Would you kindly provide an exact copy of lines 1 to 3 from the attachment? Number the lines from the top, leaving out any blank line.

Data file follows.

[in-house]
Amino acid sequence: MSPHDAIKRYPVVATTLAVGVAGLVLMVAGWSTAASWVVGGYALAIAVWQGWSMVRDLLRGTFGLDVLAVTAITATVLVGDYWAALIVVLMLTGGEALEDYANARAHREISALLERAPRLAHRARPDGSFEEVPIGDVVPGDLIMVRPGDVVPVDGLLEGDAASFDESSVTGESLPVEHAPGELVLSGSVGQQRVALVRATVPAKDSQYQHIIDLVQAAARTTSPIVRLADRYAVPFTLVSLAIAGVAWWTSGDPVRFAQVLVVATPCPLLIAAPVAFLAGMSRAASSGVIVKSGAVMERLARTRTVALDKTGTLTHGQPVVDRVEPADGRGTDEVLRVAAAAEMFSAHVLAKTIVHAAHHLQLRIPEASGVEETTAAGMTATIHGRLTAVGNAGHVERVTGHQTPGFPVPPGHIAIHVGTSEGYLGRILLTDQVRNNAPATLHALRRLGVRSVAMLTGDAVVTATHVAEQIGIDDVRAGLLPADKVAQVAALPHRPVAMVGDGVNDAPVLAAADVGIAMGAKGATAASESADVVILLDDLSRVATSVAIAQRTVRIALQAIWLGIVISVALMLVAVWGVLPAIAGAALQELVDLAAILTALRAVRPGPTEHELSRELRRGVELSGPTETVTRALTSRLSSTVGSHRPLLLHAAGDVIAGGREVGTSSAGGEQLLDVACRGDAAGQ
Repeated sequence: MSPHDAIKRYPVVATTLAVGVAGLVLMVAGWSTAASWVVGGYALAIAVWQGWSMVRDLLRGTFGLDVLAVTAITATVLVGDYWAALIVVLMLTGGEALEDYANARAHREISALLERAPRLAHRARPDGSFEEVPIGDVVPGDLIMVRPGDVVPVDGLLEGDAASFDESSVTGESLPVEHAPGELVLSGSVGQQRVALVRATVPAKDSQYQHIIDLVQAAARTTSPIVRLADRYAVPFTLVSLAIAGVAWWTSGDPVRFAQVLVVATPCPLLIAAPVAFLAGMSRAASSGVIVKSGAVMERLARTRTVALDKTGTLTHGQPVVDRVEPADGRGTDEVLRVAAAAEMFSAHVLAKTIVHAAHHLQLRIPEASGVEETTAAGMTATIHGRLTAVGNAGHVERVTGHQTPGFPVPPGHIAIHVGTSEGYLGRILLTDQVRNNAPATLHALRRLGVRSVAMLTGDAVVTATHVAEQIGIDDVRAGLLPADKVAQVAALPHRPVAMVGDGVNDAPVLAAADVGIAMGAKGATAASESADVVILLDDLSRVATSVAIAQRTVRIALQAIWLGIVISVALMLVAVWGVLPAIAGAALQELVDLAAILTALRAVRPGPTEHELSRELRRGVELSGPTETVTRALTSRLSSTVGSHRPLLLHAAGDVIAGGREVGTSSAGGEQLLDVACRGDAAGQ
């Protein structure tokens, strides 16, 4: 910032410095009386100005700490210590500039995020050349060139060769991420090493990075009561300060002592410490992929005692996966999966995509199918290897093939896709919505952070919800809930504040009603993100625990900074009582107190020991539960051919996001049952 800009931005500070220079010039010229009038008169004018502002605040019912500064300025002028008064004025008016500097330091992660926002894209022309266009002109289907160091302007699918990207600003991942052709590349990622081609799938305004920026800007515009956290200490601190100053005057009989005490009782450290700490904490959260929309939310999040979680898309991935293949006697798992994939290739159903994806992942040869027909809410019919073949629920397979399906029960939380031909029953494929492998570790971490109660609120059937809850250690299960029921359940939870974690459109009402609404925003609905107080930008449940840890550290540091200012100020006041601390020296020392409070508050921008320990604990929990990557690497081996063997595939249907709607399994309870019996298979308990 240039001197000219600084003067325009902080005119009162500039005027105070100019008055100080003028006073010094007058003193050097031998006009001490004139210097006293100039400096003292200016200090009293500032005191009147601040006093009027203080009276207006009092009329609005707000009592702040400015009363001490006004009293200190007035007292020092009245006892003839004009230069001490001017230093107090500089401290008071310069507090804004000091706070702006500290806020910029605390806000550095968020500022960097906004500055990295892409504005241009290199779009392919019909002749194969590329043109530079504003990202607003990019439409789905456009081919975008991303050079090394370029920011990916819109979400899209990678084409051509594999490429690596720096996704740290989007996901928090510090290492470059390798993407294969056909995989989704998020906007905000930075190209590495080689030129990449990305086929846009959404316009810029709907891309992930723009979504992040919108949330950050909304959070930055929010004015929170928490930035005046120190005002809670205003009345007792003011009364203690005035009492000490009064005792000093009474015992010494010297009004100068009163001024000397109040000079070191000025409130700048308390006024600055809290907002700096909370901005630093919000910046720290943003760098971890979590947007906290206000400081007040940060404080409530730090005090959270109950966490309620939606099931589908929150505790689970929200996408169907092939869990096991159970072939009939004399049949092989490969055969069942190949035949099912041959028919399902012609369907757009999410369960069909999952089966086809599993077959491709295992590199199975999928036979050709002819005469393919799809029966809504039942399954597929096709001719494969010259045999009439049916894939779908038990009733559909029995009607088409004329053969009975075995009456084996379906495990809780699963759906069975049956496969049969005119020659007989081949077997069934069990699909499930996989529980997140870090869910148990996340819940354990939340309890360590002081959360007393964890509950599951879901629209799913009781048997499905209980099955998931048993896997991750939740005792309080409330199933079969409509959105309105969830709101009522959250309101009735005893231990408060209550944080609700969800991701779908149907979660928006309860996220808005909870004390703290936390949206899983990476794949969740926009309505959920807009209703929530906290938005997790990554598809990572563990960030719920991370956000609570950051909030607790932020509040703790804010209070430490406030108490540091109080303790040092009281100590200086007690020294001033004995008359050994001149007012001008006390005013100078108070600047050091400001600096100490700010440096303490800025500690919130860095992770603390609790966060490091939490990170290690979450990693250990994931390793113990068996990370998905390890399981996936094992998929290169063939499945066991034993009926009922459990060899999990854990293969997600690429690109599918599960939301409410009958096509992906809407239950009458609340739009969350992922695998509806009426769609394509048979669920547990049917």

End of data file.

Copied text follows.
[in-house]
Amino acid sequence: MSPHDAIKRYPVVATTLAVGVAGLVLMVAGWSTAASWVVGGYALAIAVWQGWSMVRDLLRGTFGLDVLAVTAITATVLVGDYWAALIVVLMLTGGEALEDYANARAHREISALLERAPRLAHRARPDGSFEEVPIGDVVPGDLIMVRPGDVVPVDGLLEGDAASFDESSVTGESLPVEHAPGELVLSGSVGQQRVALVRATVPAKDSQYQHIIDLVQAAARTTSPIVRLADRYAVPFTLVSLAIAGVAWWTSGDPVRFAQVLVVATPCPLLIAAPVAFLAGMSRAASSGVIVKSGAVMERLARTRTVALDKTGTLTHGQPVVDRVEPADGRGTDEVLRVAAAAEMFSAHVLAKTIVHAAHHLQLRIPEASGVEETTAAGMTATIHGRLTAVGNAGHVERVTGHQTPGFPVPPGHIAIHVGTSEGYLGRILLTDQVRNNAPATLHALRRLGVRSVAMLTGDAVVTATHVAEQIGIDDVRAGLLPADKVAQVAALPHRPVAMVGDGVNDAPVLAAADVGIAMGAKGATAASESADVVILLDDLSRVATSVAIAQRTVRIALQAIWLGIVISVALMLVAVWGVLPAIAGAALQELVDLAAILTALRAVRPGPTEHELSRELRRGVELSGPTETVTRALTSRLSSTVGSHRPLLLHAAGDVIAGGREVGTSSAGGEQLLDVACRGDAAGQ
Repeated sequence: MSPHDAIKRYPVVATTLAVGVAGLVLMVAGWSTAASWVVGGYALAIAVWQGWSMVRDLLRGTFGLDVLAVTAITATVLVGDYWAALIVVLMLTGGEALEDYANARAHREISALLERAPRLAHRARPDGSFEEVPIGDVVPGDLIMVRPGDVVPVDGLLEGDAASFDESSVTGESLPVEHAPGELVLSGSVGQQRVALVRATVPAKDSQYQHIIDLVQAAARTTSPIVRLADRYAVPFTLVSLAIAGVAWWTSGDPVRFAQVLVVATPCPLLIAAPVAFLAGMSRAASSGVIVKSGAVMERLARTRTVALDKTGTLTHGQPVVDRVEPADGRGTDEVLRVAAAAEMFSAHVLAKTIVHAAHHLQLRIPEASGVEETTAAGMTATIHGRLTAVGNAGHVERVTGHQTPGFPVPPGHIAIHVGTSEGYLGRILLTDQVRNNAPATLHALRRLGVRSVAMLTGDAVVTATHVAEQIGIDDVRAGLLPADKVAQVAALPHRPVAMVGDGVNDAPVLAAADVGIAMGAKGATAASESADVVILLDDLSRVATSVAIAQRTVRIALQAIWLGIVISVALMLVAVWGVLPAIAGAALQELVDLAAILTALRAVRPGPTEHELSRELRRGVELSGPTETVTRALTSRLSSTVGSHRPLLLHAAGDVIAGGREVGTSSAGGEQLLDVACRGDAAGQ